Ambassador: Recognizing Jerusalem As Capital Removes 'Right Of Veto' In Talks
President Trump's decision to recognize Jerusalem as Israel's capital has removed the Palestinians' "right of veto" on the move and allowed the parties to focus on more important issues, the U.S. ambassador to Israel tells NPR.
David Friedman, in an interview with Morning Edition, says he believes, as does the president, that such a veto was for the Palestinians "an inappropriate card to play."
"I think the move is going to permit the parties to focus on the issues that are first of all important and second of all solvable," Friedman tells host Steve Inskeep.
"What the president did when he made this decision was to remove from the Palestinians the right to veto recognition by the United States and other countries of Jerusalem as the capital of Israel," he said.
Trump announced in December that the U.S. would recognize Jerusalem as the Israeli capital for the first time since the country's creation in 1948. Monday marks the opening of the U.S. Embassy in the ancient holy city after 70 years of being in Tel Aviv.
The interview with Friedman aired on NPR amid reports that at least 7 Palestinians had been killed and dozens wounded during protests along the Gaza border, according to Palestinian health officials.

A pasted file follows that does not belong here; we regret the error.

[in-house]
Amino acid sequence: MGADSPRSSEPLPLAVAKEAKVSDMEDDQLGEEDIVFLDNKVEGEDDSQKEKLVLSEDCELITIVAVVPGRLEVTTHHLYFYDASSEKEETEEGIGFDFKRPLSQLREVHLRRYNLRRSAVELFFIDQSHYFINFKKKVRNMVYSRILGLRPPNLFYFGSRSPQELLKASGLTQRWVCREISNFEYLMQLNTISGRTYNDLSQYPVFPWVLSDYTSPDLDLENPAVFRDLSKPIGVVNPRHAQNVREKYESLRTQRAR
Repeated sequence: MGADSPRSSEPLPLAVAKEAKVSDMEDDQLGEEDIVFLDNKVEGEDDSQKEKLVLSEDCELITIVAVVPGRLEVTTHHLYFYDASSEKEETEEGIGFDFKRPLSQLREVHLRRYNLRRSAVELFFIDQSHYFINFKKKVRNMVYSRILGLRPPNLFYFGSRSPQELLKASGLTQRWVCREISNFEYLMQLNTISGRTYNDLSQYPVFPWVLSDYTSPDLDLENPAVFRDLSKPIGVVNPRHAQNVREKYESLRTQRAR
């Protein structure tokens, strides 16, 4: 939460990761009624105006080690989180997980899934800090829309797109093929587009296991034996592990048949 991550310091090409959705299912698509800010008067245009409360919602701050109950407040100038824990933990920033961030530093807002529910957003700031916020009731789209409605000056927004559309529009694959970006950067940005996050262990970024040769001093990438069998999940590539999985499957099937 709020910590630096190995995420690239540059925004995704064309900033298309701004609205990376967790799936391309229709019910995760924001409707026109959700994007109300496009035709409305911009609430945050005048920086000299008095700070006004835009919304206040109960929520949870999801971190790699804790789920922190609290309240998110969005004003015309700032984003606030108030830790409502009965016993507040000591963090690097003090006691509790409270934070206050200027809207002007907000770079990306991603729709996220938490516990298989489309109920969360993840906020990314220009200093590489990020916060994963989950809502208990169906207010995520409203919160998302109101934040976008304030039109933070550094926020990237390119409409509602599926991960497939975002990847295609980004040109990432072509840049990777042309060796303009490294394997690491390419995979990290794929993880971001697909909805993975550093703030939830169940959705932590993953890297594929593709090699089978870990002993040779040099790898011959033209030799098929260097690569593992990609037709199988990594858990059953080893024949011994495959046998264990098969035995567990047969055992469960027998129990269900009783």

Friedman says the Jerusalem question was standing in the way of "legitimate points" on the Palestinian side of negotiations.
"Palestinians have legitimate issues. They have," he said without elaborating on them. "They have arguments that they have advanced [and] they will continue to advance."
Arguing that Jerusalem is not the capital of Israel is "just not ... a fair point for them to make," he said.
Friedman, who has been working to author a new Middle East peace plan with White House adviser Jared Kushner and Jason Greenblatt, a former Trump Organization attorney, says the trio is "still working on it."
"Timing is everything in life," he tells Inskeep. "I think we're waiting for the right time. ... It's really seizing the right opportunity."
"There are proposals that could be generated that would create a more optimistic future for the Palestinians," he says. "And I think [that is] something that we're anxious to try to advance."
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